European Parliament Library

The legal basis for an optional instrument of European contract law, short study

Label
The legal basis for an optional instrument of European contract law, short study
resource.governmentPublication
unknown if item is government publication
Index
no index present
Literary Form
non fiction
Main title
The legal basis for an optional instrument of European contract law
Medium
electronic resource
Oclc number
1232955583
Sub title
short study
Summary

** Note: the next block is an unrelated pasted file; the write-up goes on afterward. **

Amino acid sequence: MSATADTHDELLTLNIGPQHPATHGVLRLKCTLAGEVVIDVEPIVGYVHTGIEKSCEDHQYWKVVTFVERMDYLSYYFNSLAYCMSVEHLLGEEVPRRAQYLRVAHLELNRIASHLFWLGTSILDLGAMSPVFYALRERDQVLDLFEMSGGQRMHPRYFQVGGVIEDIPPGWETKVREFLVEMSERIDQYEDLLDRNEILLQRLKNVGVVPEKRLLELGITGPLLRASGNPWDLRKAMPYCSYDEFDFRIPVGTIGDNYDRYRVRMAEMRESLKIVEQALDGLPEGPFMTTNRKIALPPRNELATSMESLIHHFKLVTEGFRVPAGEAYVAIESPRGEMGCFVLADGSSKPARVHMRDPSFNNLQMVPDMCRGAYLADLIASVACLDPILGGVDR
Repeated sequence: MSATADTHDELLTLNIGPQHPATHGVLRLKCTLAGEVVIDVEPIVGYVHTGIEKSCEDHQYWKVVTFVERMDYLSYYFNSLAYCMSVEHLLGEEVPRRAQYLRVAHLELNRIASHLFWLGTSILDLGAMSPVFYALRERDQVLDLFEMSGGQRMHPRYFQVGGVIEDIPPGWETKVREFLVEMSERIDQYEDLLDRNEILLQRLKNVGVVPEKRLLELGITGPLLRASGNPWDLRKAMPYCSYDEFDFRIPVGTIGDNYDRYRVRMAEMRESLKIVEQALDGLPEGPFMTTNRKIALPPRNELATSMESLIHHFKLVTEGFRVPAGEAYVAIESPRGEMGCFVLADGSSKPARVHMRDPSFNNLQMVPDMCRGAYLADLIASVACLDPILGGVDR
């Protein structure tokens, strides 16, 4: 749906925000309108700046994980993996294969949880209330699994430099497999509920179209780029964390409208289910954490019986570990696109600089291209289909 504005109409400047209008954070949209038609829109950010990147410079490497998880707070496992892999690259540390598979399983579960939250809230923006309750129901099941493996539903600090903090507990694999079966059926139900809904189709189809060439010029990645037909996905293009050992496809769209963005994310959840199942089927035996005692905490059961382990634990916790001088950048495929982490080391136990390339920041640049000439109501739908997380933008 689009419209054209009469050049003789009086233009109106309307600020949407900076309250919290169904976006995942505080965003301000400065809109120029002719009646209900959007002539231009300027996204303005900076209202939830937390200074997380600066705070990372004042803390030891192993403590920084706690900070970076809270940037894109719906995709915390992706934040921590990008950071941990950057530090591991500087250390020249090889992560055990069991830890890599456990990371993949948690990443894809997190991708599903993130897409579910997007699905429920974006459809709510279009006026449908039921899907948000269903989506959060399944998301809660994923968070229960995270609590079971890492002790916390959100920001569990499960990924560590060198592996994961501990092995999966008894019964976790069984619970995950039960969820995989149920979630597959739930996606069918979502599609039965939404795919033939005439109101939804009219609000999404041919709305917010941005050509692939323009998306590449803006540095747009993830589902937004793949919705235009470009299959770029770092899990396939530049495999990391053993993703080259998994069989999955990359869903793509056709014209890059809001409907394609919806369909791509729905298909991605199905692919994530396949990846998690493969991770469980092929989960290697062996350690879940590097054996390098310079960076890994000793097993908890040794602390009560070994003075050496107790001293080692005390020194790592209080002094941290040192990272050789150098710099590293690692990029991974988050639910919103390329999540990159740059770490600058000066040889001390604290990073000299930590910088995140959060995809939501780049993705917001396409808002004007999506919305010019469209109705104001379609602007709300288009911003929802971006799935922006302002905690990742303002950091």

In its Action Plan on European contract law of 2003, the European Commission announced that it would examine whether problems in the European contract law area may require nonsector- specific solutions such as an optional instrument. The present study discusses the existence of a legal basis for such an optional instrument. The European Community only has the power to take any measures, including an optional instrument relating to contract law, insofar as a power is attributed to it by the founding Treaties. The EC Treaty does not provide a specific competence to create private law instruments nor does it provide any general competence to harmonize private law. Therefore, recourse is sought to the functional competences laid down in the Treaty. The potentially relevant competences include the ones following from Articles 61-67, 94, 95, and 308 of the EC Treaty. Considering the relevant EC Treaty provisions and ECJ case law concerning legal bases, the study suggests that Article 308 EC seems to be the most likely provision to provide a legal base for enacting one or more optional instruments concerning European contract law. However, even Article 308 EC cannot serve as a legal basis for enacting the entire CFR; any optional instrument will have to be limited to rules on the subjects that are particularly relevant to the internal market
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